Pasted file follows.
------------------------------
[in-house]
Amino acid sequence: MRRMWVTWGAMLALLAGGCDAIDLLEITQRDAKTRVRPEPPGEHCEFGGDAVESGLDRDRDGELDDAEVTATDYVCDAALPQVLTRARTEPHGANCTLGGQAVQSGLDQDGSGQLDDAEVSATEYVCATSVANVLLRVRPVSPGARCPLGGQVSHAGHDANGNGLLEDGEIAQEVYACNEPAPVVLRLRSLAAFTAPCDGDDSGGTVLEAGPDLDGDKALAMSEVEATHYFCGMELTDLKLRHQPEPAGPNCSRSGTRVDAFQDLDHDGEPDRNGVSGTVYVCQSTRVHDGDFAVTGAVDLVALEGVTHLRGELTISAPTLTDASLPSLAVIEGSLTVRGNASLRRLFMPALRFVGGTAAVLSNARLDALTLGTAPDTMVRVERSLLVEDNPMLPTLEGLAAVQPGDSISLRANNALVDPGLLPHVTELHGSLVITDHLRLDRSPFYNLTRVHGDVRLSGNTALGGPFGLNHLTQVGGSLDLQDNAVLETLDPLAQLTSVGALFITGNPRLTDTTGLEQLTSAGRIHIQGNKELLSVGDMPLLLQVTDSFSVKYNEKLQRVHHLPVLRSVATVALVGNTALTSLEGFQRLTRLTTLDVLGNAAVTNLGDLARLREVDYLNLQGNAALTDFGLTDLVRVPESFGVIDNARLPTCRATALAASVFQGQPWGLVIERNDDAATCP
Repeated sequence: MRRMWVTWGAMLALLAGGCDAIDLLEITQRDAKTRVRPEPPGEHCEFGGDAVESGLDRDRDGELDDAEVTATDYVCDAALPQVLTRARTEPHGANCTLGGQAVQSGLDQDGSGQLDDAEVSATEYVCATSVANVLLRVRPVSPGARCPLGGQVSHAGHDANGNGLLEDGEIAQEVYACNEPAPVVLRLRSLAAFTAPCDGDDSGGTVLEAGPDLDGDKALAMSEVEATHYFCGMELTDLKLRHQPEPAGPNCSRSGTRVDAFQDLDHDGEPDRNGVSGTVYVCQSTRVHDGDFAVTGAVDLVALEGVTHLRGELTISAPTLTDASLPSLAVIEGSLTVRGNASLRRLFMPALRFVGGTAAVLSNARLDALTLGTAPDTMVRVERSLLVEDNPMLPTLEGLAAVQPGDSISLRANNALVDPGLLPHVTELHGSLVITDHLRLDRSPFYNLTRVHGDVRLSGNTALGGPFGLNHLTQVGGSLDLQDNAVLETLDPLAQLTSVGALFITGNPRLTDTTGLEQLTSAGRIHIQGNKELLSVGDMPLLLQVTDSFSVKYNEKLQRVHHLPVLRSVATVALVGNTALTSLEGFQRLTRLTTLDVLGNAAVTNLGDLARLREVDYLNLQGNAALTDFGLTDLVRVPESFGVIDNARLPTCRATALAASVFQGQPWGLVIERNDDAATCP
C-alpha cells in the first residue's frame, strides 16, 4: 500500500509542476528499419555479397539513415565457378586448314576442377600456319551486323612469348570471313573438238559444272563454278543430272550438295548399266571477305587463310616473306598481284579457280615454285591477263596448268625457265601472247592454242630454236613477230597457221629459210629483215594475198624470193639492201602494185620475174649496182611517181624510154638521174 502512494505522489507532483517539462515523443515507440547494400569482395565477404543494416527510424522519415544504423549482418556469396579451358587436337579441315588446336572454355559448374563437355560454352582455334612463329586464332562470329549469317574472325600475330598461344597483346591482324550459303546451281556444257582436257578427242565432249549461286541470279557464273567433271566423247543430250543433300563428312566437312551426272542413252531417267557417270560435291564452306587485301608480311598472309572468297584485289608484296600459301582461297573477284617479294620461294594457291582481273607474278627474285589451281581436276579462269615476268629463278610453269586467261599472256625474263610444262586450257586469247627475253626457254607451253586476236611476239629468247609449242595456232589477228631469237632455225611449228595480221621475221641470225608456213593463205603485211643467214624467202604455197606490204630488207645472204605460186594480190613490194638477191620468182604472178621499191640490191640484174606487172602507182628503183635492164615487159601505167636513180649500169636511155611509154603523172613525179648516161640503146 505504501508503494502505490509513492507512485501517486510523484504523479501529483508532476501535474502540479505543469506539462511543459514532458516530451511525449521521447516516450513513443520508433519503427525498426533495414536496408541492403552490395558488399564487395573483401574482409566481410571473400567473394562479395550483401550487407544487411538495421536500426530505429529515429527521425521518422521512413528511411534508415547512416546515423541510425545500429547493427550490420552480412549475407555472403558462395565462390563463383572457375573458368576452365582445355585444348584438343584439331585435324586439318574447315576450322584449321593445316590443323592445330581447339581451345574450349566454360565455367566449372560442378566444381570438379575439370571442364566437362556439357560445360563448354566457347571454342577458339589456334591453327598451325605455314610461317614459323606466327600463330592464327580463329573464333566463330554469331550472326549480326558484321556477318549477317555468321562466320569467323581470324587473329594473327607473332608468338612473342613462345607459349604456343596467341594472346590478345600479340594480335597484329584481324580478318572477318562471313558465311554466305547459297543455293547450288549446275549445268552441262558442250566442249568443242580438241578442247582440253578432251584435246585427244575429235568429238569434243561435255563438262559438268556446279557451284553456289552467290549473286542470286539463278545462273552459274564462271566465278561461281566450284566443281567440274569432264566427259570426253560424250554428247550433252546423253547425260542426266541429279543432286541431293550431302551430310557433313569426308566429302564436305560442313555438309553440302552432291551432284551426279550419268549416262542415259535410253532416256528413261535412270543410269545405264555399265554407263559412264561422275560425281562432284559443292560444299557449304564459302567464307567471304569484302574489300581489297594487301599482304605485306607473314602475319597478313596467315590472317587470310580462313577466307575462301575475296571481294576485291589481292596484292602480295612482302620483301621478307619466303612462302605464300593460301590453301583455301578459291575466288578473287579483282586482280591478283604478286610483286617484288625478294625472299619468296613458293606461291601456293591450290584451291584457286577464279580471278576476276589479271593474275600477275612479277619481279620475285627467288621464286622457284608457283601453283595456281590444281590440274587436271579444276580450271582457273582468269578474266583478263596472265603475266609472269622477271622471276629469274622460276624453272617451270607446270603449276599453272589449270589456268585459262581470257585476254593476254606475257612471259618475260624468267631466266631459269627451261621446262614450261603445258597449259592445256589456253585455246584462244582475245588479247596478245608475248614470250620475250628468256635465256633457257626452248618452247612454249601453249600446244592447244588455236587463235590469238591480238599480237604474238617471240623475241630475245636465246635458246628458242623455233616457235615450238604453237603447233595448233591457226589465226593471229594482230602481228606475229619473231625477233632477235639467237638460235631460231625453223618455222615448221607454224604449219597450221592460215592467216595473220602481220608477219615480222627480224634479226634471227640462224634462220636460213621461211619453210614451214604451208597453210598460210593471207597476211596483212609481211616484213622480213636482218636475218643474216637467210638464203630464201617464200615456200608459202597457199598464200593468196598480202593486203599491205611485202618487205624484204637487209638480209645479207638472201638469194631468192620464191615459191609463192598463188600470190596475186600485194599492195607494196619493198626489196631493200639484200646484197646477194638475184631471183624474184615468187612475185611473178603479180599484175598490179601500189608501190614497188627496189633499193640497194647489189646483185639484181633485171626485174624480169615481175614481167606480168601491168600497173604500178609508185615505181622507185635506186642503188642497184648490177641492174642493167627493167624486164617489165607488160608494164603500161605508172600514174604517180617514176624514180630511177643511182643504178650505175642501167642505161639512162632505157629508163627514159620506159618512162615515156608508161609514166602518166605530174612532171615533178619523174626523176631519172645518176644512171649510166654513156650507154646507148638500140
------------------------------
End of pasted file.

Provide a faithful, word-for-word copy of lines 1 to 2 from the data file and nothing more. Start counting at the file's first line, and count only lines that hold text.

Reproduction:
[in-house]
Amino acid sequence: MRRMWVTWGAMLALLAGGCDAIDLLEITQRDAKTRVRPEPPGEHCEFGGDAVESGLDRDRDGELDDAEVTATDYVCDAALPQVLTRARTEPHGANCTLGGQAVQSGLDQDGSGQLDDAEVSATEYVCATSVANVLLRVRPVSPGARCPLGGQVSHAGHDANGNGLLEDGEIAQEVYACNEPAPVVLRLRSLAAFTAPCDGDDSGGTVLEAGPDLDGDKALAMSEVEATHYFCGMELTDLKLRHQPEPAGPNCSRSGTRVDAFQDLDHDGEPDRNGVSGTVYVCQSTRVHDGDFAVTGAVDLVALEGVTHLRGELTISAPTLTDASLPSLAVIEGSLTVRGNASLRRLFMPALRFVGGTAAVLSNARLDALTLGTAPDTMVRVERSLLVEDNPMLPTLEGLAAVQPGDSISLRANNALVDPGLLPHVTELHGSLVITDHLRLDRSPFYNLTRVHGDVRLSGNTALGGPFGLNHLTQVGGSLDLQDNAVLETLDPLAQLTSVGALFITGNPRLTDTTGLEQLTSAGRIHIQGNKELLSVGDMPLLLQVTDSFSVKYNEKLQRVHHLPVLRSVATVALVGNTALTSLEGFQRLTRLTTLDVLGNAAVTNLGDLARLREVDYLNLQGNAALTDFGLTDLVRVPESFGVIDNARLPTCRATALAASVFQGQPWGLVIERNDDAATCP